Printing written texts from woodblocks was invented in China in the 7th century. From China the technique spread very quickly to Korea. According to a number of ancient texts, printing from moveable metal type was invented in the 11th century, and again, Korea was involved at a very early date. Western moveable-type printing developed much later. Printing has a number of advantages over writing out a text by hand – it is much cheaper and every copy can be guaranteed to be identical. However, where Chinese text is concerned, advantages in using moveable metal type, as opposed to woodblocks, are more marginal and most books written in Chinese continued to be printed from woodblocks down to the early 12th century.
Many of the earliest printed books were copies of Buddhist sutras or Buddhist prayertexts, printed cheaply and distributed to the poor as a way of amassing merit. While some earlier metal type printings were mentioned in the old Korean books, the oldest book printed from moveable metal type still surviving today is one volume of a twovolume text of basic Buddhist teachings printed at the Cheongju Heungdeok-sa Temple in Korea in July 1377 known as the "Jikji".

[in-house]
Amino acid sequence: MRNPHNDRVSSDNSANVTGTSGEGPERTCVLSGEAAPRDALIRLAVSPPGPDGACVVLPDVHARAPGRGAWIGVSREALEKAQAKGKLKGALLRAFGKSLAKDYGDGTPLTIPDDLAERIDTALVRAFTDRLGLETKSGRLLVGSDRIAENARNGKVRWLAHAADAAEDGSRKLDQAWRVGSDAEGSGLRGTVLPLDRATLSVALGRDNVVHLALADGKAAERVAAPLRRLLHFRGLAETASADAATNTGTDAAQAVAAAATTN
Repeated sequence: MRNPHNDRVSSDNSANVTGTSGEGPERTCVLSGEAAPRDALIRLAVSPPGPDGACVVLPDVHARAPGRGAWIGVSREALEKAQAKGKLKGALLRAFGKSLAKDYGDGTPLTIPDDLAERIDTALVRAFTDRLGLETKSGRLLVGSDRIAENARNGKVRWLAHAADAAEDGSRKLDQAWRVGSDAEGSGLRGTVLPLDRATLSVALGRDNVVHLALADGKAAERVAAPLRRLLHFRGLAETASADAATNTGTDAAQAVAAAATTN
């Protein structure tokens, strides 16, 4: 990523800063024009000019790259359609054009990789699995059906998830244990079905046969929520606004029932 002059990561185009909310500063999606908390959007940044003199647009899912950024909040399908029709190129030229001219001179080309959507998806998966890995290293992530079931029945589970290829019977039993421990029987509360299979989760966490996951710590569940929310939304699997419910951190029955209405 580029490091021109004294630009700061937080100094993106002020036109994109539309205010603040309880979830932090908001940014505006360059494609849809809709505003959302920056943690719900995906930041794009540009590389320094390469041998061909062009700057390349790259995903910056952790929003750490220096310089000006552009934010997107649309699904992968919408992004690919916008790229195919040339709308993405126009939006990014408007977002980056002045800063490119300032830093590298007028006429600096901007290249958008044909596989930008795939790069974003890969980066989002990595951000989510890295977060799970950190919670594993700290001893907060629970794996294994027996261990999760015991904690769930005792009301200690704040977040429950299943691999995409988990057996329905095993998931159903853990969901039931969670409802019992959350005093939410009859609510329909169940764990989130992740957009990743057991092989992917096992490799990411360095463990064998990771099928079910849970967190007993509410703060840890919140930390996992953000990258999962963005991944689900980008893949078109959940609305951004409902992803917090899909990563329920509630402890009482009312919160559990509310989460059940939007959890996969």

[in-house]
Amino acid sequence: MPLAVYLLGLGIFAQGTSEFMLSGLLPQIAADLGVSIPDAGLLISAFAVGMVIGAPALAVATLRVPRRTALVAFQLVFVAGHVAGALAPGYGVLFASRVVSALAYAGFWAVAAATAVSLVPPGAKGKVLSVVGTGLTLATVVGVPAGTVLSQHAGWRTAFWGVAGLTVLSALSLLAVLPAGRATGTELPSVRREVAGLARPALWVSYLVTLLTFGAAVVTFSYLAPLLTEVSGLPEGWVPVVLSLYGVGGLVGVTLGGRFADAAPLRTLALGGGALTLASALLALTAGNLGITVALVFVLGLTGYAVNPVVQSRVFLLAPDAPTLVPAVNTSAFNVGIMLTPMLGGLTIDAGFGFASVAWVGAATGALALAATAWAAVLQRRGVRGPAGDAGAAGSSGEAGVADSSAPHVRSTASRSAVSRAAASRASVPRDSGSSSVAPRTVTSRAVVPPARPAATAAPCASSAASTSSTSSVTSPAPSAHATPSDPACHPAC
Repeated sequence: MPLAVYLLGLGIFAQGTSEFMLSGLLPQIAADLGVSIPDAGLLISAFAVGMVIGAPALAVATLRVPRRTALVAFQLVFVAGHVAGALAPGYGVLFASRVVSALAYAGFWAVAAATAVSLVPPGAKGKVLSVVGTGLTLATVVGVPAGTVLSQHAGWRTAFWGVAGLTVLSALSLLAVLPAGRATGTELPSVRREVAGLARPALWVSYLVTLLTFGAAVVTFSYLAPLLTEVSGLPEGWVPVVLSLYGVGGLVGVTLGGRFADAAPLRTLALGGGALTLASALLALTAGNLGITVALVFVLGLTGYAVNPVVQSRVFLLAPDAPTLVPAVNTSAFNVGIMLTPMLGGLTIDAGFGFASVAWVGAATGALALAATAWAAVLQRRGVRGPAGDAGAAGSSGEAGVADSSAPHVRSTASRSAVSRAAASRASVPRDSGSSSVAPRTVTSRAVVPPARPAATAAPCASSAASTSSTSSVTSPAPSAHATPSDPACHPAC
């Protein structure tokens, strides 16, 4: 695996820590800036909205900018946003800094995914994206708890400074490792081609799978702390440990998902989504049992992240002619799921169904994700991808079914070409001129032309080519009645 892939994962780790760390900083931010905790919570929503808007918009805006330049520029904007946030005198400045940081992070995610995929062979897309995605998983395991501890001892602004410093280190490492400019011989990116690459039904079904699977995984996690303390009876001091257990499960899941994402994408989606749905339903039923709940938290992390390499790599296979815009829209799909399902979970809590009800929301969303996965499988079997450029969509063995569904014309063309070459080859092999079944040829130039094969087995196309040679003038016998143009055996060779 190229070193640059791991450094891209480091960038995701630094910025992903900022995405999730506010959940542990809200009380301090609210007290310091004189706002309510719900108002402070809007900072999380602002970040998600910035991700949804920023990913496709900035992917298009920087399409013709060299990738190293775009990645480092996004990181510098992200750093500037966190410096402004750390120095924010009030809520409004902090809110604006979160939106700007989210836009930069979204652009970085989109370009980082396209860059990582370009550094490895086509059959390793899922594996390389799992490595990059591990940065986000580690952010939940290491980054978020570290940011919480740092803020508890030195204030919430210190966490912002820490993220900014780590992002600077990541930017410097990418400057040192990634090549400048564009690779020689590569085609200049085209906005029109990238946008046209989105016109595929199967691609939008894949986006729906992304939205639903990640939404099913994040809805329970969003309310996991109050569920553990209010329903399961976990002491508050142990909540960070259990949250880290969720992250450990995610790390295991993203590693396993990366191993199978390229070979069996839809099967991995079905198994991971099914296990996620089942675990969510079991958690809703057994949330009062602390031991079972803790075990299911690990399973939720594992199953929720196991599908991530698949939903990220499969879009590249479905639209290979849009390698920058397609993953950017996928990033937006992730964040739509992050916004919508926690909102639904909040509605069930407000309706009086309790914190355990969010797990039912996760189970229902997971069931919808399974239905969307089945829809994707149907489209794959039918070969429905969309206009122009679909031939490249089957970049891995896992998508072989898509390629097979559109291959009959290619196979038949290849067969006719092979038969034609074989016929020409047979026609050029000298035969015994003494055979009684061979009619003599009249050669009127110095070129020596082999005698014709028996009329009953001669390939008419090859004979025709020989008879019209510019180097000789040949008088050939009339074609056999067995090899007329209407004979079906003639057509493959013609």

The title, "Jikji" ("Pointing out the Direct Way") has the meaning of attaining an enlightened state by direct appeal to the mind. The book was printed some 70 years earlier than the "42-Line Bible" printed in Germany by Gutenberg. Jikji was printed cheaply (with many printing flaws) as it was intended to be distributed widely to people who would not have been able to afford anything more sophisticated. Printing from moveable metal type was a technical development crucial to modern communication. "Jikji", the earliest surviving book, is of correspondingly major world interest as a cultural relic of the greatest importance. It was inscribed on the International Memory of the World Register in 2001.